A Social Europe is a healthy Europe

Over the past year, civil society organisations have been busy working on proposals to make Social Europe a reality and overcome the burden and repercussions of austerity measures through the European Pillar of Social Rights (Social Pillar).

Last April, the European Commission finally published the long-awaited text of the Social Pillar along with a set of legislative and non-legislative initiatives.

One of Mental Health Europe’s (MHE) core missions is to promote mainstreaming of mental health in all policies. The Social Pillar is promising in this respect, since it covers a number of areas of potential importance for positive mental health.

At Mental Health Europe, our understanding of mental health recognises that mental distress can be experienced by anyone and may be caused by a series of different factors and life events. Social policies can therefore have an impact on people’s mental health and that is why the Social Pillar is an opportunity to improve services across Europe that will contribute to preventing mental ill health, promote the well-being of millions of people in Europe, and protect people living with mental health problems and psychosocial disabilities.

In its preliminary assessment of the Social Pillar, MHE has identified education, training and life-long learning, active support to employment, secure and adaptable employment, work-life balance, healthy, safe and well-adapted work environments and data protection, healthcare, inclusion of people with disabilities, and housing and assistance for the homeless as particularly relevant principles for our cause. It’s absolutely vital that adequate investment is made into services that support people with mental ill health, which is why we support Social Platform’s work to promote investment in services for the well-being of people.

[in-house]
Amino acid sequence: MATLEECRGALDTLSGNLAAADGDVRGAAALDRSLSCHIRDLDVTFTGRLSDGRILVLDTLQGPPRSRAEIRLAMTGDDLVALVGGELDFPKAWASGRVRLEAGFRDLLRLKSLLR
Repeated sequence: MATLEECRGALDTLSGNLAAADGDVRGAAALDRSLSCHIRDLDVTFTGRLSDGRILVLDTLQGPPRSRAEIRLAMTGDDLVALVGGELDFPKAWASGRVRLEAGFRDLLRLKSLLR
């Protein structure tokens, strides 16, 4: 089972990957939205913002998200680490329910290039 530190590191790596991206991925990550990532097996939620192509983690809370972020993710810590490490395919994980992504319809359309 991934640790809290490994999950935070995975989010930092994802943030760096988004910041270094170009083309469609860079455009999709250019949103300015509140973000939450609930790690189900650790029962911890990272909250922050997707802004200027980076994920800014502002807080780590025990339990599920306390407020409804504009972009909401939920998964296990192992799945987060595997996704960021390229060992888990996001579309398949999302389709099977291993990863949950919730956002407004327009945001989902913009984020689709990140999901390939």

The Work-Life Balance Directive proposal will be among our priorities this year since finding the right balance between work and private life is essential for positive mental health. Moreover, for parents or carers living with mental ill health or psychosocial disabilities, and for parents/carers of children or relatives in such situations, the provisions in relation to leave are essential for being able to work in the open labour market.

Overall, MHE positively welcomes the Social Pillar as it is the first concrete attempt to make Europe more social and more about its rights-holders. Some aspects can still be improved and MHE looks forward to collaborating with Social Platform and its members to reach the objective of a fairer, more inclusive, and healthier Social Europe.

By Maria Nyman, Director of Social Platform member Mental Health Europe